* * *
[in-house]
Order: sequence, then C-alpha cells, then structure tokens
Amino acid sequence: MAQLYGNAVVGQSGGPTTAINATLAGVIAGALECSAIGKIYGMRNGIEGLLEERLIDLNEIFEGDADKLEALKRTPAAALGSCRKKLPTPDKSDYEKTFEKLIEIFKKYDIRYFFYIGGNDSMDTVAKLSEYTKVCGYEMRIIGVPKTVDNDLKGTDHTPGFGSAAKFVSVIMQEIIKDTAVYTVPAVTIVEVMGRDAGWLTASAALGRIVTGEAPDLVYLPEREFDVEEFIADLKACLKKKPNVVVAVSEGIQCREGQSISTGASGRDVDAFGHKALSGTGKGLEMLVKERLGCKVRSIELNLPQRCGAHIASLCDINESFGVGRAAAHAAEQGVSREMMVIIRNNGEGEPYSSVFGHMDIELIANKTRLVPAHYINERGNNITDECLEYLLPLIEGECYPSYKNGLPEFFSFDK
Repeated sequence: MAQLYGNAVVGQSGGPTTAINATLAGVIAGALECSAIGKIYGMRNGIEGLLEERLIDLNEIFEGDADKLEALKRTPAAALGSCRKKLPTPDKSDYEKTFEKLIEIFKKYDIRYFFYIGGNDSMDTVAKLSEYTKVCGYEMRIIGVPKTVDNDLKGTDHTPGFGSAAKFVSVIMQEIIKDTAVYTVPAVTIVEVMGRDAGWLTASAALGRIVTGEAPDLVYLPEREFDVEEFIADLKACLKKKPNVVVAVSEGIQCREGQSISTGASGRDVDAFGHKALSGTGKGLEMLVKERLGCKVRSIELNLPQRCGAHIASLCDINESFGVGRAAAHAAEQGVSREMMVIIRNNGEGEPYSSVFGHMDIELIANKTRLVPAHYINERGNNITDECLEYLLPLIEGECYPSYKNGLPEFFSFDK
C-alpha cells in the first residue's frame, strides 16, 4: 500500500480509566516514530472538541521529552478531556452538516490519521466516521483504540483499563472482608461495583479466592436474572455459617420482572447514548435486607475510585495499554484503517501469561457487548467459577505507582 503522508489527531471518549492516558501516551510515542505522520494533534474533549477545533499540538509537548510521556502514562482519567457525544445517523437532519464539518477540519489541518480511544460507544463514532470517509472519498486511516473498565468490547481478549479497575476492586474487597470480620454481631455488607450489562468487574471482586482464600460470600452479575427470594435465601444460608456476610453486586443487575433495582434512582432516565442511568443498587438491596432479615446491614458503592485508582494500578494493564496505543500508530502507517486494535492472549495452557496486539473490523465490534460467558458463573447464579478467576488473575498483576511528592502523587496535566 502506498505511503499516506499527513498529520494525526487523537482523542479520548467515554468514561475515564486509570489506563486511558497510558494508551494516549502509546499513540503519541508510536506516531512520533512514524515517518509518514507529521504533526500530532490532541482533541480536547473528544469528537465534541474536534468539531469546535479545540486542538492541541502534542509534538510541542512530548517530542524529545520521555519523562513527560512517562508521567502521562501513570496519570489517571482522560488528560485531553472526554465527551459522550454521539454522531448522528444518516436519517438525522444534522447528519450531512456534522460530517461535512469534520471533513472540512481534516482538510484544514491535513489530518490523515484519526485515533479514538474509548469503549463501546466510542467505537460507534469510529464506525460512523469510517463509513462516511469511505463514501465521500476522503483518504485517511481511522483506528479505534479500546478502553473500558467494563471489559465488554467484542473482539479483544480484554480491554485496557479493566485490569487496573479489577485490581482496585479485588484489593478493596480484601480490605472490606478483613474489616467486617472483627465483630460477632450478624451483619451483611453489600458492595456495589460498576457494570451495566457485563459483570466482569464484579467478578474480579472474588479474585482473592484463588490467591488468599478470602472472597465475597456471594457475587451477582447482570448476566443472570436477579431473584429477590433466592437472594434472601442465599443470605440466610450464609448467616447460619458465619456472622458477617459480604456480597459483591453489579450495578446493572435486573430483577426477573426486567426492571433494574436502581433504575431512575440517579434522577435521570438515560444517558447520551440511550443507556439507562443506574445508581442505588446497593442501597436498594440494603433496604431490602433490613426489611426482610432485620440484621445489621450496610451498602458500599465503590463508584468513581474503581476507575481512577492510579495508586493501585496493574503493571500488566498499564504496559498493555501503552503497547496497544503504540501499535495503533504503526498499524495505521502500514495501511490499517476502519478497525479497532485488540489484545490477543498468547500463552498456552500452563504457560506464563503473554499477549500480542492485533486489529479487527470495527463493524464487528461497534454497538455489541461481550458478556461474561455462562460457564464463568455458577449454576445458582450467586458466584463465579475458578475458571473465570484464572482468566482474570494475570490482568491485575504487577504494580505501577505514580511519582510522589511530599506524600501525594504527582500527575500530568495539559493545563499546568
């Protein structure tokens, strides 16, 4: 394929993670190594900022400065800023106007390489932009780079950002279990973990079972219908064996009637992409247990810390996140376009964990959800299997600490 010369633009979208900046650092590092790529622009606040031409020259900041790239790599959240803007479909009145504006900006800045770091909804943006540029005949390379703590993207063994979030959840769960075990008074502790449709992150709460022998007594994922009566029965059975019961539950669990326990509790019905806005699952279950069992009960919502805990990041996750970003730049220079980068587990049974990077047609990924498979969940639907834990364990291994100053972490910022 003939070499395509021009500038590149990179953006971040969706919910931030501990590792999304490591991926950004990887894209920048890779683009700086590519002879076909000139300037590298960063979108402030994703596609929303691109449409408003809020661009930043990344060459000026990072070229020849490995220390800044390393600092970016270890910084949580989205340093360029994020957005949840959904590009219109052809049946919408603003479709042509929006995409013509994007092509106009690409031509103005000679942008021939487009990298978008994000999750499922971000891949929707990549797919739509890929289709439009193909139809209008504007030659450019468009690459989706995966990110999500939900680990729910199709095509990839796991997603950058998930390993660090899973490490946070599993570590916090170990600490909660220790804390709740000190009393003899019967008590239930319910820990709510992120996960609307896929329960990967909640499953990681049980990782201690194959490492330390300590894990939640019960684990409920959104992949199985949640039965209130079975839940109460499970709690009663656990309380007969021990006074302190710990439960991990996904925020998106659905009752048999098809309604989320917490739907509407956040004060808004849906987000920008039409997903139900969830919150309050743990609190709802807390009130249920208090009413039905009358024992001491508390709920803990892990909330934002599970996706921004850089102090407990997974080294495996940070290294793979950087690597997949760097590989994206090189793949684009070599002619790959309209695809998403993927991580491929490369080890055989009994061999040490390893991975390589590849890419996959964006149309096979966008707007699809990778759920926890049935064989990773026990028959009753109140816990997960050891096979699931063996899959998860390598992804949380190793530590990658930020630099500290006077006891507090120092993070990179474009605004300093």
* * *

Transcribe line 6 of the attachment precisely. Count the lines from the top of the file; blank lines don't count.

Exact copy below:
């Protein structure tokens, strides 16, 4: 394929993670190594900022400065800023106007390489932009780079950002279990973990079972219908064996009637992409247990810390996140376009964990959800299997600490 010369633009979208900046650092590092790529622009606040031409020259900041790239790599959240803007479909009145504006900006800045770091909804943006540029005949390379703590993207063994979030959840769960075990008074502790449709992150709460022998007594994922009566029965059975019961539950669990326990509790019905806005699952279950069992009960919502805990990041996750970003730049220079980068587990049974990077047609990924498979969940639907834990364990291994100053972490910022 003939070499395509021009500038590149990179953006971040969706919910931030501990590792999304490591991926950004990887894209920048890779683009700086590519002879076909000139300037590298960063979108402030994703596609929303691109449409408003809020661009930043990344060459000026990072070229020849490995220390800044390393600092970016270890910084949580989205340093360029994020957005949840959904590009219109052809049946919408603003479709042509929006995409013509994007092509106009690409031509103005000679942008021939487009990298978008994000999750499922971000891949929707990549797919739509890929289709439009193909139809209008504007030659450019468009690459989706995966990110999500939900680990729910199709095509990839796991997603950058998930390993660090899973490490946070599993570590916090170990600490909660220790804390709740000190009393003899019967008590239930319910820990709510992120996960609307896929329960990967909640499953990681049980990782201690194959490492330390300590894990939640019960684990409920959104992949199985949640039965209130079975839940109460499970709690009663656990309380007969021990006074302190710990439960991990996904925020998106659905009752048999098809309604989320917490739907509407956040004060808004849906987000920008039409997903139900969830919150309050743990609190709802807390009130249920208090009413039905009358024992001491508390709920803990892990909330934002599970996706921004850089102090407990997974080294495996940070290294793979950087690597997949760097590989994206090189793949684009070599002619790959309209695809998403993927991580491929490369080890055989009994061999040490390893991975390589590849890419996959964006149309096979966008707007699809990778759920926890049935064989990773026990028959009753109140816990997960050891096979699931063996899959998860390598992804949380190793530590990658930020630099500290006077006891507090120092993070990179474009605004300093």